• Building the 615,000-b/d Al-Zour refinery
  • Building a long-term liquefied natural gas import terminal

All these projects are advancing. The largest client for major projects is the Ministry of Public Works, which plans to invest more than $20bn in sanitary, road and other projects in the next five years. The board was told that the construction industry considered the ministry to be one of the most attractive clients in the years to 2020.

Issues faced

The advisory board identified the following issues facing the Kuwait projects sector:

  • Capacity constraints within major clients. This included a shortage of qualified people capable of understanding and implementing large and complex projects and dealing with project documentation in English
  • Unfamiliarity among government clients with innovative procurement methodologies, including various public-private partnership (PPP) models
  • Poor interministerial communications, including inter-departmental rivalry
  • Slow executive decision-making at the highest level of government
  • Parliament’s demand for close scrutiny of major projects

The advisory board welcomed the progress being made by the Kuwait Authority for Partnership Projects (KAPP), previously named the Partnerships Technical Bureau. It noted the fact that commercial operations of the first independent water and power project (IWPP) in Kuwait – Al-Zour North phase 1 – is due to start at the end of June.

The board was updated about the next stages in Kuwait’s electricity and water generation capacity plan. A total of 2,590MW of power generation capacity and 137 million imperial gallons a day (MIGD) of desalination capacity – including Al-Zour phase 1 – are being completed. Plans to 2020 call for almost 10,000MW of power and 400MIGD of water capacity. The advisory board was told that the Ministry of Electricity & Water has recently been empowered to procure new large-scale electricity and desalination capacity directly and outside the PPP programme.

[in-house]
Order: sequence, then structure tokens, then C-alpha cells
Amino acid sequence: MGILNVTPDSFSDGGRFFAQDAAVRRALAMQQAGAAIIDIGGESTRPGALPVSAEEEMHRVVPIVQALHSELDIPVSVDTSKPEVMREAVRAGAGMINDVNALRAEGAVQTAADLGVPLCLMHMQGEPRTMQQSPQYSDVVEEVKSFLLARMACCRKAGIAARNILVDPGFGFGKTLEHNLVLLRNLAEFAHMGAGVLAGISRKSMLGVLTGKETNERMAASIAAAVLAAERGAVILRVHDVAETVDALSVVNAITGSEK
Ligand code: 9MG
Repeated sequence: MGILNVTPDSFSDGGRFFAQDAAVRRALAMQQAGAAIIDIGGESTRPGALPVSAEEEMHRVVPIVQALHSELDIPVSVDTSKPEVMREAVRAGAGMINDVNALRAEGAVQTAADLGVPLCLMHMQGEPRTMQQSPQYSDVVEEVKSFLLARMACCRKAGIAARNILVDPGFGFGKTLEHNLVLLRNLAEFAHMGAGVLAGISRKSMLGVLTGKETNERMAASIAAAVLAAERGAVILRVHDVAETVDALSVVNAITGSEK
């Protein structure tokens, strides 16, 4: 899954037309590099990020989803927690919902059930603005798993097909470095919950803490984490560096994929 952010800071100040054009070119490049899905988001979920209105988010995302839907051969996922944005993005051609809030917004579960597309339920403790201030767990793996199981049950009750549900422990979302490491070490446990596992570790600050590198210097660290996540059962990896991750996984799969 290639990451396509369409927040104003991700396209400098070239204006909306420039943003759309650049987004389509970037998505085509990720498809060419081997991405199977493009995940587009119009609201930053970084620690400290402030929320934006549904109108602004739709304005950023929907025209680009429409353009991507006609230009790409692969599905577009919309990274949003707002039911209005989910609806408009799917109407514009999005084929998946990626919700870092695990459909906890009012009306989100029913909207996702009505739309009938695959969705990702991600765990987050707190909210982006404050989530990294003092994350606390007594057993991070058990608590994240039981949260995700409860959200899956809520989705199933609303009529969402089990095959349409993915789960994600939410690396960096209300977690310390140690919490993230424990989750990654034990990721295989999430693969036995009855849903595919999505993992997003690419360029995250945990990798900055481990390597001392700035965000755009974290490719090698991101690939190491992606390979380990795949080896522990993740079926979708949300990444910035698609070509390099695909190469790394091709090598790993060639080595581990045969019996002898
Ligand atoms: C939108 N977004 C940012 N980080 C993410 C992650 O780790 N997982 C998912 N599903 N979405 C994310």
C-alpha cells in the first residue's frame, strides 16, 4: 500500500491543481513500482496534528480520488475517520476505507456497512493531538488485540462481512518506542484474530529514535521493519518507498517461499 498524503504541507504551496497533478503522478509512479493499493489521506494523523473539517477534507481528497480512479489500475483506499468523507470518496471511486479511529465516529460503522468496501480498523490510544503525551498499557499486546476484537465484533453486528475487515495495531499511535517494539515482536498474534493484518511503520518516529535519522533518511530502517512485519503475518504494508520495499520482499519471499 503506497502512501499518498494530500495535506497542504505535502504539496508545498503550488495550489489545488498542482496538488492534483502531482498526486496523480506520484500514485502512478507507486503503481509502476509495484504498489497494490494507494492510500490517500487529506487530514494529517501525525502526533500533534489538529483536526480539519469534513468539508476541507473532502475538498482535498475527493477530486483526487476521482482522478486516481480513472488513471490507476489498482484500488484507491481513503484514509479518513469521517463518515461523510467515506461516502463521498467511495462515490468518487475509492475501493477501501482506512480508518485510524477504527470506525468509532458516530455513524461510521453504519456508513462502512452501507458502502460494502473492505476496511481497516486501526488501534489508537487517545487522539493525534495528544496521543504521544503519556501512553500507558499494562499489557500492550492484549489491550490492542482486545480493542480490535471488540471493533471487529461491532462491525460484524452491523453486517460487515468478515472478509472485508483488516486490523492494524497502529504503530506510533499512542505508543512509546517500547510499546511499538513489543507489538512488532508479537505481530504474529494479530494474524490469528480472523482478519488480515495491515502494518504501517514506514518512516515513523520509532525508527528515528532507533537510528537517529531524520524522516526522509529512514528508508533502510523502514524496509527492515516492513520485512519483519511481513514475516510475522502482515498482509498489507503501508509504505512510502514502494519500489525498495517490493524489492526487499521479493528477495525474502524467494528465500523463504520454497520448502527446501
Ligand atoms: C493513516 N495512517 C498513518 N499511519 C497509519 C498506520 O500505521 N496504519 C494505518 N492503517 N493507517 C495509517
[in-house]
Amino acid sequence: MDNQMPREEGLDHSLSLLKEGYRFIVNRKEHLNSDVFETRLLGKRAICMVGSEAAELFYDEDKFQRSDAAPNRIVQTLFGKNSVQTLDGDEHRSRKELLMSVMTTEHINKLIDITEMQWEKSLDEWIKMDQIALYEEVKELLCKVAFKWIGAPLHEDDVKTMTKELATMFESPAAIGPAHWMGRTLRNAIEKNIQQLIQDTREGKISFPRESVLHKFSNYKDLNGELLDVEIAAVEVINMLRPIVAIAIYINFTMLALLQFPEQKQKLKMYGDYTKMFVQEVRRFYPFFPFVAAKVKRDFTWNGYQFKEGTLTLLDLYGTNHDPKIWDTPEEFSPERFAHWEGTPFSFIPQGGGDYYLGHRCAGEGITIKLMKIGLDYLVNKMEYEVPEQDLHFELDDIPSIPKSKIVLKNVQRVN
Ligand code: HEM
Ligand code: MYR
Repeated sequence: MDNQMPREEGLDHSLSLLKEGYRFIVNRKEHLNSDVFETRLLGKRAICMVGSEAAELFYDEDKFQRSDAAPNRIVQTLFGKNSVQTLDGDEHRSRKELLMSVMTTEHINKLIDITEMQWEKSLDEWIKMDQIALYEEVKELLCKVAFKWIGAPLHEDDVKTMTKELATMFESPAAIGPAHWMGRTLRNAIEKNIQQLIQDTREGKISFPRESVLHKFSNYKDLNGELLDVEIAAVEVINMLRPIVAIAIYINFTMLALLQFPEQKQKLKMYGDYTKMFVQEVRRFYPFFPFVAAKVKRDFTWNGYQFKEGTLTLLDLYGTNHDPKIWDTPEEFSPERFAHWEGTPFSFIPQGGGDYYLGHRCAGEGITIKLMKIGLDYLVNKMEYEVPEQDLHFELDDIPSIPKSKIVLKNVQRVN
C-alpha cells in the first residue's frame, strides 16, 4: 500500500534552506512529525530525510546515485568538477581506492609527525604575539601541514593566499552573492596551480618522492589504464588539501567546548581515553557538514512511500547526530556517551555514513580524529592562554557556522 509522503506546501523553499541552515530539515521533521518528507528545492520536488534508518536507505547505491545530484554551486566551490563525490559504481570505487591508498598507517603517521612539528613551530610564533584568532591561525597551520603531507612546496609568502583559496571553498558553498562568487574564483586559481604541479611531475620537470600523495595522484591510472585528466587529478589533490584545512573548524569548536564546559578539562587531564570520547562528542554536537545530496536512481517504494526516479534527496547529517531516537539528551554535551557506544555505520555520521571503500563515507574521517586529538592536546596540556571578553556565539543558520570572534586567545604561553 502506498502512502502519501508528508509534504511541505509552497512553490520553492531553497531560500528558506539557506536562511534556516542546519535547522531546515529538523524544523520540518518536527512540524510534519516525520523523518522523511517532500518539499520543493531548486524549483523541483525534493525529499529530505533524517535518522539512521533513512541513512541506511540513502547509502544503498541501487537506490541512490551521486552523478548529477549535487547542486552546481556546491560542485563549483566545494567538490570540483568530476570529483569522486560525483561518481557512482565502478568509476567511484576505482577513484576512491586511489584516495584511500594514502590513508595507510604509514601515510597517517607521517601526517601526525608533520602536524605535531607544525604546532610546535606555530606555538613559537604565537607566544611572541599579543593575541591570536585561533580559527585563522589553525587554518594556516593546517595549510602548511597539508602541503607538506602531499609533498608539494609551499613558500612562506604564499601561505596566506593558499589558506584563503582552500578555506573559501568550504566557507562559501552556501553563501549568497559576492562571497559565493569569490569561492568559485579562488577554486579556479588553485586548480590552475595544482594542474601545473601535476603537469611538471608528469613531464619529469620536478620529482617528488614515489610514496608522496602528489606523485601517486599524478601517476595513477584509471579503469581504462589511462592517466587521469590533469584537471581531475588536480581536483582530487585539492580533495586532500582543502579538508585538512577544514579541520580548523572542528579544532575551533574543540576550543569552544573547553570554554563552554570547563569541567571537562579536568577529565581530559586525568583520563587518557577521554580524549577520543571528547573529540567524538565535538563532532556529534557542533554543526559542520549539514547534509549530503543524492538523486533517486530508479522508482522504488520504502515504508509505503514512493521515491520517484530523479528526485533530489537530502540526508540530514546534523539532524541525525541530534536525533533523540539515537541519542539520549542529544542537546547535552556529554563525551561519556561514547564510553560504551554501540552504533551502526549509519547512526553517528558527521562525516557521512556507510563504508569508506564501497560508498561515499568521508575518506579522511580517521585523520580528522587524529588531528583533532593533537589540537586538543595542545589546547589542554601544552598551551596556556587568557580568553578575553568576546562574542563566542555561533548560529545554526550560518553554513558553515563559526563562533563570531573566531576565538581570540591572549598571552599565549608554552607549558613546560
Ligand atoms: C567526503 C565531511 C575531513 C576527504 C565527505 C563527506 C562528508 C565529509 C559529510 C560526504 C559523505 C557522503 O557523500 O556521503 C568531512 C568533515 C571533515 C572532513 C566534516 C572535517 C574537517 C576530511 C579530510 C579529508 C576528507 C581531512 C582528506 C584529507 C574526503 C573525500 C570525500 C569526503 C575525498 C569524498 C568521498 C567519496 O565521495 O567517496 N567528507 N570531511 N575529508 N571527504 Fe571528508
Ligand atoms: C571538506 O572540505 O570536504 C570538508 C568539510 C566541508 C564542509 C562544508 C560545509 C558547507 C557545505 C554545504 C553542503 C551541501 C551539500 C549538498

The time taken in finalising the Umm al-Hayman sewage treatment plant was cited as a source of concern about the capacity of the PPP programme to deliver key projects on time.

Supply chain

The board said key issues facing the construction supply chain include:

  • Onerous terms and conditions imposed on suppliers. This was cited as a factor discouraging international companies from entering the Kuwait market
  • Persistence of a low-bid-wins culture, which undercuts suppliers seeking to deliver high quality and innovation
  • A shortage of high-quality project skills across the supply chain, from design to
  • operations and maintenance. Action to encourage more joint ventures with international engineering and construction firms was recommended
  • Labour supply issues. The difficulty firms have in securing visas for professionals working in Kuwait is affecting the capacity of the construction industry to deliver projects on time and on budget. Project companies also said there were major challenges in employing qualified local people
  • Materials shortages. The board was told that all aggregate used in concrete in Kuwait was imported. Rising demand for aggregate in the UAE, the principal regional source, was creating concrete shortages

Real estate

The board was told that Kuwait’s real estate industry was failing to achieve its full potential because of:

  • Shortages of available land
  • The high cost of land
  • The absence of a law to support lending to home-buyers

The board was told that Kuwait real estate companies are, as a result, seeking opportunities across the region and in other parts of the world.

The MEED Kuwait Projects 2015 Conference

The MEED Kuwait Projects 2015 Conference will be held at The Regency Kuwait on 24-25 November 2015